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Re: "Smartsizing" instead of downsizing
« Reply #4 on: October 07, 2019, 03:44:03 PM »
Our house is about 2000 sq ft and we both say we wouldn't want more space than that! Too much work. We would like to see the space distributed a bit differently but that's it.

Zikoris

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Re: "Smartsizing" instead of downsizing
« Reply #5 on: October 07, 2019, 09:25:50 PM »
Man, 8000 square feet is freaking HUGE! I guess I would seem like a mole-person to them, here in my cozy 400 square foot place (shared with boyfriend + cat). This size is absolutely perfect for us. We downsized from 600 square feet because it was too big. Our first apartment together was about 250-300, which was also fine.

Travis

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Re: "Smartsizing" instead of downsizing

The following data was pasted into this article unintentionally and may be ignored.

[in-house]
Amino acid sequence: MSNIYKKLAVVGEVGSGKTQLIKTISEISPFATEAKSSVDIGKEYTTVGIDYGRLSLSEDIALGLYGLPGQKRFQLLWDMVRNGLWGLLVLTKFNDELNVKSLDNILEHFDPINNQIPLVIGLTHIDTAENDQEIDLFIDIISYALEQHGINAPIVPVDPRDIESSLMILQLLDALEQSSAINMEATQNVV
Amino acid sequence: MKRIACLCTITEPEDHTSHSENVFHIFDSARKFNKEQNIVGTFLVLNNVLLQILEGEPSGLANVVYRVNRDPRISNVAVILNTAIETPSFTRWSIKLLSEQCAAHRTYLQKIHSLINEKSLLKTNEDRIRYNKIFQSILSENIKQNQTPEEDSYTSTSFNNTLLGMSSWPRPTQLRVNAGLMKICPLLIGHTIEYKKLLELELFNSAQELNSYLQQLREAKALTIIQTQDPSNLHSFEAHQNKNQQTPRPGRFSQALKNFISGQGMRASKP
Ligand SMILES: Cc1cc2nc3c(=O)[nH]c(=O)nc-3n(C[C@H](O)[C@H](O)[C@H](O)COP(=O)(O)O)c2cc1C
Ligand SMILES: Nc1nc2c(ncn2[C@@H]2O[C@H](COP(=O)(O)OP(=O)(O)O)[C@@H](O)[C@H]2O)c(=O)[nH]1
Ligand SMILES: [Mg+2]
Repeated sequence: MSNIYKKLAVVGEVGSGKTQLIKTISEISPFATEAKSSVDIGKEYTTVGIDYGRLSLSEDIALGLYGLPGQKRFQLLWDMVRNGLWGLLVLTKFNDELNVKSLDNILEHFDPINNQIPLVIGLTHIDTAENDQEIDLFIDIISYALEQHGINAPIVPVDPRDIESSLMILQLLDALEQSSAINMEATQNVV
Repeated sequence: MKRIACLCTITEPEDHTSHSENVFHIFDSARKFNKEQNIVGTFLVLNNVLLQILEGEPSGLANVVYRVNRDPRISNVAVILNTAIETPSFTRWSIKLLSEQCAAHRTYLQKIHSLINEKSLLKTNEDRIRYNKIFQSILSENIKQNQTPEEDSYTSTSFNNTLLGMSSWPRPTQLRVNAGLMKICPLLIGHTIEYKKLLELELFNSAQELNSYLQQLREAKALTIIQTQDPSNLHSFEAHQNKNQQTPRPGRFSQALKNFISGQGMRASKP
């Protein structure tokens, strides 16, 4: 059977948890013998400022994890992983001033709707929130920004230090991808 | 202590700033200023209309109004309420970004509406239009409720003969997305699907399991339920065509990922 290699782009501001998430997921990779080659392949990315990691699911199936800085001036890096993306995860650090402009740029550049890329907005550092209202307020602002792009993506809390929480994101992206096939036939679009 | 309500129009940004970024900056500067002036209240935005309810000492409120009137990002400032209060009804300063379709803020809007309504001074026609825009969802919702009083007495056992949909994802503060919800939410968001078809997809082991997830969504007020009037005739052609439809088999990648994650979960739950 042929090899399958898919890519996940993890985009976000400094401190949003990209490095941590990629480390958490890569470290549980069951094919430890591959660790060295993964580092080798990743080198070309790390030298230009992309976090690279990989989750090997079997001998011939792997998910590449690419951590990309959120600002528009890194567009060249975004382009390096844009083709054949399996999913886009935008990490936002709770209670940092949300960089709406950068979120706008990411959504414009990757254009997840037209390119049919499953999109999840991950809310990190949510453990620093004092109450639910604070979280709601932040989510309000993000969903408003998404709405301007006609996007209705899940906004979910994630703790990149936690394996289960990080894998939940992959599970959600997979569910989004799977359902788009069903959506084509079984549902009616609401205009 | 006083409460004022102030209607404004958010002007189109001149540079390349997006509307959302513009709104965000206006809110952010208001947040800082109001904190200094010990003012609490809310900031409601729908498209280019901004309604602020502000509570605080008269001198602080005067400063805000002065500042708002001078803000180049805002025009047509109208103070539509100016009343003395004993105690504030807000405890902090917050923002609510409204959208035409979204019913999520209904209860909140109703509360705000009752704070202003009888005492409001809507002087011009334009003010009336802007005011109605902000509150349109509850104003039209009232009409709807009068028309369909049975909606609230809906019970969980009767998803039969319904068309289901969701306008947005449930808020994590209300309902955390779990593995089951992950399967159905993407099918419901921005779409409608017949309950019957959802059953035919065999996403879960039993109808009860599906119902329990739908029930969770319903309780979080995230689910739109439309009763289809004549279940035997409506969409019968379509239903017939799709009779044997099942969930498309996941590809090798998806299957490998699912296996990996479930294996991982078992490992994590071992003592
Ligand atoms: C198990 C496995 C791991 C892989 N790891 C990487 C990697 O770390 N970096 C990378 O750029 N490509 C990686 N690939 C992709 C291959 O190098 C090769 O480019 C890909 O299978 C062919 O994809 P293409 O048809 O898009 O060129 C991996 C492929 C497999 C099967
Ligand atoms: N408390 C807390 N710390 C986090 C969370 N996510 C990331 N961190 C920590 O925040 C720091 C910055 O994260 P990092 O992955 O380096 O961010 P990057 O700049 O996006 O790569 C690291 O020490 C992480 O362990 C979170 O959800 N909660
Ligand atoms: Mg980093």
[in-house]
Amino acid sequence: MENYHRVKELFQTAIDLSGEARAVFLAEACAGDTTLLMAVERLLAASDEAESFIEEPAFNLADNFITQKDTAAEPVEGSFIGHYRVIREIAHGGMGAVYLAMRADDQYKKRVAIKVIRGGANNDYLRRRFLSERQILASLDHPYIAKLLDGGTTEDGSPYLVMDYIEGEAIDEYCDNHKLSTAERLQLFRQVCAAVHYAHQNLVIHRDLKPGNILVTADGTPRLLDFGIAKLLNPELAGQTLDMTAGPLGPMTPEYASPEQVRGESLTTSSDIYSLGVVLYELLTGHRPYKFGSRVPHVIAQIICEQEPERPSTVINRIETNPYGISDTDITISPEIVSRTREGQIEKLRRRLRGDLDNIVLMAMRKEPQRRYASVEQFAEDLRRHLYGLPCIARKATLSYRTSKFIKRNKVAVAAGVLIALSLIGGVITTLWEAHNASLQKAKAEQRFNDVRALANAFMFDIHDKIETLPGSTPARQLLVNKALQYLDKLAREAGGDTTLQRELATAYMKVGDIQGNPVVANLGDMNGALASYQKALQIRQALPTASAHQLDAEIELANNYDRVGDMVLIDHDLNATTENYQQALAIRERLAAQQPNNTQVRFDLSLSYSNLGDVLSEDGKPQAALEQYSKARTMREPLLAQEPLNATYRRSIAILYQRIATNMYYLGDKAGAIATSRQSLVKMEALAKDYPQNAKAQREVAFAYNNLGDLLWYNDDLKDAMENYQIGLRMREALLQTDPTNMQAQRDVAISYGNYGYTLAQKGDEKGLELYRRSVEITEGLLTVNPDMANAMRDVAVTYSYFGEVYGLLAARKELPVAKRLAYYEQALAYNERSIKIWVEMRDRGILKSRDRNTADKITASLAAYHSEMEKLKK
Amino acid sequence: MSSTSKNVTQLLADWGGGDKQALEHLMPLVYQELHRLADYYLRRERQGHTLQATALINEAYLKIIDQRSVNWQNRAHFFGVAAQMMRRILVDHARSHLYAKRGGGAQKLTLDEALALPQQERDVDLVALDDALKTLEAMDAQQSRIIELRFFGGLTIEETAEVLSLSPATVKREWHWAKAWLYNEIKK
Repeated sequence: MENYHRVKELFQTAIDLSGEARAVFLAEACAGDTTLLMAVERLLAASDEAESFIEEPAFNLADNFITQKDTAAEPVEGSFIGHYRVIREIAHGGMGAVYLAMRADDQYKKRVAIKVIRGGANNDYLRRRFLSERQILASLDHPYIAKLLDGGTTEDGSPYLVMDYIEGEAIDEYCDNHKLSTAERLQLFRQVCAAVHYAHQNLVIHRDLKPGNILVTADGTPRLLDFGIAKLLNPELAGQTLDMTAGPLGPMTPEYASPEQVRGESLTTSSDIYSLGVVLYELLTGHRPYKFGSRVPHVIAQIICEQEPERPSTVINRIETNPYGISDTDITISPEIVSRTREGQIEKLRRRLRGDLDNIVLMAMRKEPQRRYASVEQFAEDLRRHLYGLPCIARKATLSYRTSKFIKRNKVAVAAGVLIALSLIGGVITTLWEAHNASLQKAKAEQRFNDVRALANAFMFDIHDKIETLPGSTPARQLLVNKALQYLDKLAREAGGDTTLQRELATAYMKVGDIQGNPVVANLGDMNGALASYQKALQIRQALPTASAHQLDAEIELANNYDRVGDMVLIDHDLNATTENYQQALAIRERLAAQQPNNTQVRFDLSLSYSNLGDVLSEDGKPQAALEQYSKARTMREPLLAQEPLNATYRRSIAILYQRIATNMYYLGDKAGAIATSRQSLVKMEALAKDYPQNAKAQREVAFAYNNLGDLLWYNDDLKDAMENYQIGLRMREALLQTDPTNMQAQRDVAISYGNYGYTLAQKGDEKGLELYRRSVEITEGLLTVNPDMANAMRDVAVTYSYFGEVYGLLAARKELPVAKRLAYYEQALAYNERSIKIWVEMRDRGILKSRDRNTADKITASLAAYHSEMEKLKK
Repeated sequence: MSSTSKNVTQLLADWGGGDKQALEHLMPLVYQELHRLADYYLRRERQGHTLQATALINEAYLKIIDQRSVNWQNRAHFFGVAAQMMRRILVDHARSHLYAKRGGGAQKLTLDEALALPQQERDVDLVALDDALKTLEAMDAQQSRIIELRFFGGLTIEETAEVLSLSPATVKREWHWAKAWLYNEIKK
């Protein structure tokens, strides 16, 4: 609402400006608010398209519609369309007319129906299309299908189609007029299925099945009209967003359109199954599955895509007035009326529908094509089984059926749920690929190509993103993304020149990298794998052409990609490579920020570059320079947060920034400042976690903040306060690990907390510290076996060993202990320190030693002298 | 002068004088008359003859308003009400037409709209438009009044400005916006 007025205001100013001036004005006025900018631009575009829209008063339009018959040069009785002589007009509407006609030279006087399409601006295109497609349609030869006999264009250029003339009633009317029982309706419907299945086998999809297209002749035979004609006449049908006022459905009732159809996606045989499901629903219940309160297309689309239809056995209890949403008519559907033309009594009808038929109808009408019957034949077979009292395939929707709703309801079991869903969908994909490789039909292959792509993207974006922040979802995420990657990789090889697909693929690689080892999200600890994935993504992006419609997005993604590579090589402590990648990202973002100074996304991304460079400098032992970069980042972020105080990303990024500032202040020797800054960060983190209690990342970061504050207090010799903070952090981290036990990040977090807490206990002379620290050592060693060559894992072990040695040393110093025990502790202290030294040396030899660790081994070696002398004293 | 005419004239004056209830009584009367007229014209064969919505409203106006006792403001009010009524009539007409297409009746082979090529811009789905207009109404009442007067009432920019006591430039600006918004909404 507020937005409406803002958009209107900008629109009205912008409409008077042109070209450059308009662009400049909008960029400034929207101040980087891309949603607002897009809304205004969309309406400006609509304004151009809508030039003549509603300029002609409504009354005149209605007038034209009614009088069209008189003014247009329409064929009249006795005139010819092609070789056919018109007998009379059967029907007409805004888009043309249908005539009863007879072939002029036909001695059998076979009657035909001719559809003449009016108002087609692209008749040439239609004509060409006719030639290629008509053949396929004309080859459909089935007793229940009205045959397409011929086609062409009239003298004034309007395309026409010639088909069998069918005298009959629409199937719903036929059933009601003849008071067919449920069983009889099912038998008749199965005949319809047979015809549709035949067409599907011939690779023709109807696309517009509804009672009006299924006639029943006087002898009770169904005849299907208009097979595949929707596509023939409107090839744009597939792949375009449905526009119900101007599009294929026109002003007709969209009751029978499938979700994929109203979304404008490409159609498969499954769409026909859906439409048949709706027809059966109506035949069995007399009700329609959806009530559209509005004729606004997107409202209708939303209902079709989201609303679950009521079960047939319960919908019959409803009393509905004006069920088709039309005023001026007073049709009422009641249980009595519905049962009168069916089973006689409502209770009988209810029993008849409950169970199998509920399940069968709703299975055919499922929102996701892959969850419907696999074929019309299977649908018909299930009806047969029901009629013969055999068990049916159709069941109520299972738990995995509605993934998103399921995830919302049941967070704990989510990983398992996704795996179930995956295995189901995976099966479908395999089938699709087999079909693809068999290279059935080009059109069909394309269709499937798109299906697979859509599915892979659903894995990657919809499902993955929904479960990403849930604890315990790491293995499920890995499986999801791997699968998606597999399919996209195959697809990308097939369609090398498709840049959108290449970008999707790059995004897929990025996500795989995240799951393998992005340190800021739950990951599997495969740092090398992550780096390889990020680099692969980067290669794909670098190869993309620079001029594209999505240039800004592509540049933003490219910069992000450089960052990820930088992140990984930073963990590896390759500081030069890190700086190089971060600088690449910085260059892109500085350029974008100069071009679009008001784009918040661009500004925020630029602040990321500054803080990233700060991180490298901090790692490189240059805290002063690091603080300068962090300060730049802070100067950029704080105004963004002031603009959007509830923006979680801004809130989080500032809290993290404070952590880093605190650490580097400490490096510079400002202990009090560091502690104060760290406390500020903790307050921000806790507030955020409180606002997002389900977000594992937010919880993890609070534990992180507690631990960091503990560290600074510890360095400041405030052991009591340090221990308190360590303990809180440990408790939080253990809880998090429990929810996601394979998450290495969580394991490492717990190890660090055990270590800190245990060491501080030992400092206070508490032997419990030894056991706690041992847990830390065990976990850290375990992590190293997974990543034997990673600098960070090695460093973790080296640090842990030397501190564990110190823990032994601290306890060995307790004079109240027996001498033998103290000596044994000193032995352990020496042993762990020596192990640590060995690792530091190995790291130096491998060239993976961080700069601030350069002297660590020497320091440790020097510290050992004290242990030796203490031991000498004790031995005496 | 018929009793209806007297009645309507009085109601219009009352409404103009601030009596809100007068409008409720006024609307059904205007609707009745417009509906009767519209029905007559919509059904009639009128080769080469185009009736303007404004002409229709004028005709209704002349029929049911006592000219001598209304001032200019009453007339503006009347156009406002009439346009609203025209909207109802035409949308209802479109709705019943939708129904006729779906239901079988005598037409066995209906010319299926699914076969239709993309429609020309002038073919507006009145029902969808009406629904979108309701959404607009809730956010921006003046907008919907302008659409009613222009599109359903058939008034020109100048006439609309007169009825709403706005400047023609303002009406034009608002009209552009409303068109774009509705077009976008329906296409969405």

« Reply #6 on: October 07, 2019, 09:29:55 PM »
When you move down from an 8,000 sqft house, 3,700 looks just slightly upper middle class.  Iím more concerned can they afford to pay the housekeeper and their long term care aids when they need it because these donít seem to be the types to want to have the same elder care as those who are dirt broke.

What is Tricare gonna cover for them?

But yeah buying a luxurious house when youíre old sounds like a great idea.  Youíre retired, probably going to decline and die soon, so who cares if your surviving spouse has to go to a more modest place after if your other option was to be in the more modest place anyways.  It will be your last chance to get it, and maybe you can convince your kids to move in and help you so the grandkids can keep you young.